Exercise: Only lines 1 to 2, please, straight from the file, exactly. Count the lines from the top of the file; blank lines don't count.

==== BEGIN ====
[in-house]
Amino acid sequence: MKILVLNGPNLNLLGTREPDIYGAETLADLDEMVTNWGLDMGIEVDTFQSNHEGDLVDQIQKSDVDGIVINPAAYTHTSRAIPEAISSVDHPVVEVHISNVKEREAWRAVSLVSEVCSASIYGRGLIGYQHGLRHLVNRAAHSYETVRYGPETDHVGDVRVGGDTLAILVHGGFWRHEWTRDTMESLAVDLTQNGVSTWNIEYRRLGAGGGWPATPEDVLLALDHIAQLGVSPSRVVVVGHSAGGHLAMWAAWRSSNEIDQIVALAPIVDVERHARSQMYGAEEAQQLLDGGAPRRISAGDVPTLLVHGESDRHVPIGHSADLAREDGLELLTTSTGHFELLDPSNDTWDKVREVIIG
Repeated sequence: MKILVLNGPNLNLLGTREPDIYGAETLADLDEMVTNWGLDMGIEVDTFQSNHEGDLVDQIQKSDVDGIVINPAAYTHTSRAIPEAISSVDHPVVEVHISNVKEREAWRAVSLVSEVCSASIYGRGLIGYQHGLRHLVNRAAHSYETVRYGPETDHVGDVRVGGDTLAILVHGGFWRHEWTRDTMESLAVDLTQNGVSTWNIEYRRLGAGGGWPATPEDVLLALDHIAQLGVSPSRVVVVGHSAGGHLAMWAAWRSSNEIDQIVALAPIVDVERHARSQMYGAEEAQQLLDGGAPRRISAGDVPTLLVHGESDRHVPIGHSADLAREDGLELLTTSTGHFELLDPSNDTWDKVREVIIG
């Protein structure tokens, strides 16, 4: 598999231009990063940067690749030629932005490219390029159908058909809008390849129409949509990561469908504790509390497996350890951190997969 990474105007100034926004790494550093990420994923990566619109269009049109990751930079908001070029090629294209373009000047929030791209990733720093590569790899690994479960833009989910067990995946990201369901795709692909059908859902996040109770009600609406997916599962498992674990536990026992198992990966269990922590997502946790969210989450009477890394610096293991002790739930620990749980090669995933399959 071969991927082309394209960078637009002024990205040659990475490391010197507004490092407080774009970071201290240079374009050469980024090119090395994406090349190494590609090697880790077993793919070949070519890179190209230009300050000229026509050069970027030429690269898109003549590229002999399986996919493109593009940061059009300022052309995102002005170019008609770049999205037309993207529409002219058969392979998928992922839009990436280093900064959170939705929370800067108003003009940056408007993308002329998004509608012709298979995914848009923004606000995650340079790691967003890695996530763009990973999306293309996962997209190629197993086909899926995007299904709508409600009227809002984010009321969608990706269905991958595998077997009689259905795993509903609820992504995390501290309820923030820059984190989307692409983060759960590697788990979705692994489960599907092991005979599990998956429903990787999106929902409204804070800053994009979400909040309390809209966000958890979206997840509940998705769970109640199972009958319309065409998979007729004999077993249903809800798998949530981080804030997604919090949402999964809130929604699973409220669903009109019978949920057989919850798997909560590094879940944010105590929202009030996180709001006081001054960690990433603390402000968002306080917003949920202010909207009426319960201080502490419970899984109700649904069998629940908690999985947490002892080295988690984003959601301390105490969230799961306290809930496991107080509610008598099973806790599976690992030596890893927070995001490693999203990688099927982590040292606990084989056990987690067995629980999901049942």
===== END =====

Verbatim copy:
[in-house]
Amino acid sequence: MKILVLNGPNLNLLGTREPDIYGAETLADLDEMVTNWGLDMGIEVDTFQSNHEGDLVDQIQKSDVDGIVINPAAYTHTSRAIPEAISSVDHPVVEVHISNVKEREAWRAVSLVSEVCSASIYGRGLIGYQHGLRHLVNRAAHSYETVRYGPETDHVGDVRVGGDTLAILVHGGFWRHEWTRDTMESLAVDLTQNGVSTWNIEYRRLGAGGGWPATPEDVLLALDHIAQLGVSPSRVVVVGHSAGGHLAMWAAWRSSNEIDQIVALAPIVDVERHARSQMYGAEEAQQLLDGGAPRRISAGDVPTLLVHGESDRHVPIGHSADLAREDGLELLTTSTGHFELLDPSNDTWDKVREVIIG